Europe?s destiny was to show the way, and England was to play a major part in it. In 1948, at a Conservative Meeting at Llandudno, Churchill outlined Britain?s unique position at the hub of ? three majestic circles? the ?Empire and Commonwealth?, ?the English speaking world? and a ?United Europe?. These three circles were for him ?co-existent? and ? linked together? in a truly globalized vision : ?We are the only country which has a great part in every one of them. We stand, in fact, at the very point of junction, and here in this Island at the centre of the seaways and perhaps of the airways also, we have the opportunity of joining them all together.? In May 1947 at a meeting in the Albert Hall of the United Europe Movement, which he had founded and chaired, he spoke of ?? the idea of a United Europe in which our country will play a decisive part?? Britain and France would be ? ? founder-partners in this movement?, and ?? Britain will have to play her full part as a member of the European family.?

His resolve over the matter was such that, after the German invasion of France in May 1940, supported by his Party and Cabinet, he had announced in June 1940 the Declaration of Union between Great Britain and France, ? The two governments declare that France and Great Britain shall no longer be two nations, but one Franco-British Union? Every citizen of France will enjoy immediately citizenship of Great Britain; every British subject will become a citizen of France.? An Anglo-French stamp featuring King George VI and French President Albert Lebrun was conceived to commemorate the union.
The rise of Marshall Pétain and the creation of the collaborationnist Vichy government in occupied France, brought this plan to an abrupt end. It is in this context of a France divided onto itself between Collaborateurs and Résistants, the latter themselves divided into Gaullists and Communists, that the much used, and misused, rebuff of Churchill to De Gaulle on the eve of the 1944 Normandy landings, must be understood : ? If Britain must choose between Europe and the open sea, she must always choose the open sea. Every time I have to decide between you and Roosevelt, I will always choose Roosevelt.?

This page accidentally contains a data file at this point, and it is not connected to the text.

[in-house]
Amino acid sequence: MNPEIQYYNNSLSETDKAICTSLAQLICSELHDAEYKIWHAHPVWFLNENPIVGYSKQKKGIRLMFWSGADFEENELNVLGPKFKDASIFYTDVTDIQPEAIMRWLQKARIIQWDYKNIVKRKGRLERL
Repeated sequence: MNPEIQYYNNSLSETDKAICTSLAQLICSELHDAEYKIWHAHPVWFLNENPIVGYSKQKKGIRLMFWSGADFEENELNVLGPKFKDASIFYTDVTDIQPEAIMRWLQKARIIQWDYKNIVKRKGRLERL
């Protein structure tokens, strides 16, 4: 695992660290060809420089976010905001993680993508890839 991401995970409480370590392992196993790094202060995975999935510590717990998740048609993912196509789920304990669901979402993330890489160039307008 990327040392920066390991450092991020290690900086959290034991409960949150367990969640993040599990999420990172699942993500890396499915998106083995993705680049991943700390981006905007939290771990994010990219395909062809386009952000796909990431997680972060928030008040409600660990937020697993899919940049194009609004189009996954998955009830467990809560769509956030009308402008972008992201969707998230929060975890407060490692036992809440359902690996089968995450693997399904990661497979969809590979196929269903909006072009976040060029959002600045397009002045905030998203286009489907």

De Gaulle did not share Churchill?s lofty vision of a unified Europe as a premise for universal world peace. He held a French traditonalist view of Germany, and for him the settlement of the centuries-old rivalry and conflict between, as he said : ?Les Gaulois et les Germains?, (The Gauls and the Teutons ), was the main motivation : ?Europe, it?s France and Germany?. In this he did not share either his French compatriots Jean Monnet and Robert Schuman?s opinions and active involvement in the realization of European unity. Jean Monnet had declared in 1950 : ? The prosperity of our European community is inextricably linked to the development of international exchange. Our Community shall thus contribute to the solving of the world?s free exchange problems.? He resumed his humanist ideal in stating : ?We do not form a coalition with the various States, but their people.? It was at the antipodes of De Gaulle?s beliefs who violently denounced Monnet and Schuman?s initiatives in the face of the rising Cold War towards a common Western European economic, political and military policy supported by the United Sates, with the creation in 1952 of the European Coal and Steel Community (ECSC), a consultative assembly of 78 to neutralize any future return of the Franco-German rivalry, the signing of the Rome Treaty and the paving of the way for Britain?s entry. Schuman, then Prime Minister, had declared in 1949 : ?Wihout Britain there can be no Europe.?